Australia suffers from the highest rate of language extinction in the world. Once home to more than 200 languages spoken by the indigenous inhabitants of the continent, now only about 20 are spoken on a daily basis.
The suppression of indigenous languages was an intrinsic part of the often violent methods employed by the British against the Aboriginals when conquering the continent. The resulting extreme marginalisation of the Aboriginal people can still be seen in modern Australia, where Aboriginals were neither allowed to vote in elections nor to settle freely until the 1960s. Even today, various government policies target Aboriginal communities but do not apply to other Australians.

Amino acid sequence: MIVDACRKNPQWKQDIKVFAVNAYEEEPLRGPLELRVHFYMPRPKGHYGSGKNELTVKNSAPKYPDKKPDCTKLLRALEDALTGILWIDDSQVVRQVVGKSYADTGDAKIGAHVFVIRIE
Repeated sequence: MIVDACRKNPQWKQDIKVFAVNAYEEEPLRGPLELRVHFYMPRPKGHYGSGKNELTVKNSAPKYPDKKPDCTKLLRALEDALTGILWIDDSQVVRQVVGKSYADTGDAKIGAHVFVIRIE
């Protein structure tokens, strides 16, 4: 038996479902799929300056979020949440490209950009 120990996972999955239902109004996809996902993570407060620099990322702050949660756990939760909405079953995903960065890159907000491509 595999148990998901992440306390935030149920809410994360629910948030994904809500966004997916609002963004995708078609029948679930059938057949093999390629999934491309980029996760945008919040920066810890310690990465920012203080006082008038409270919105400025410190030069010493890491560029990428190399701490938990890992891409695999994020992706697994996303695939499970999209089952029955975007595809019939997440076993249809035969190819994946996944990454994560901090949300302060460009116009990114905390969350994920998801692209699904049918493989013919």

Now the few remaining indigenous languages are in danger of dying out in the coming years. The struggle to preserve them often rests with a few dedicated individuals striving to not only re-learn the language of their ancestors, but to also teach it to others.
Michael Jarrett, who teaches the Gumbaynggirr language spoken on the coast of New South Wales, says: “When I was growing up, the Aboriginal people were forbidden to speak their language. So I didn’t get to hear fluent speakers talking together. But the land is starting to hear the native tongue again. The Gumbaynggirr language belongs in Gumbaynggirr territory. It hasn’t heard the language for many, many years.”
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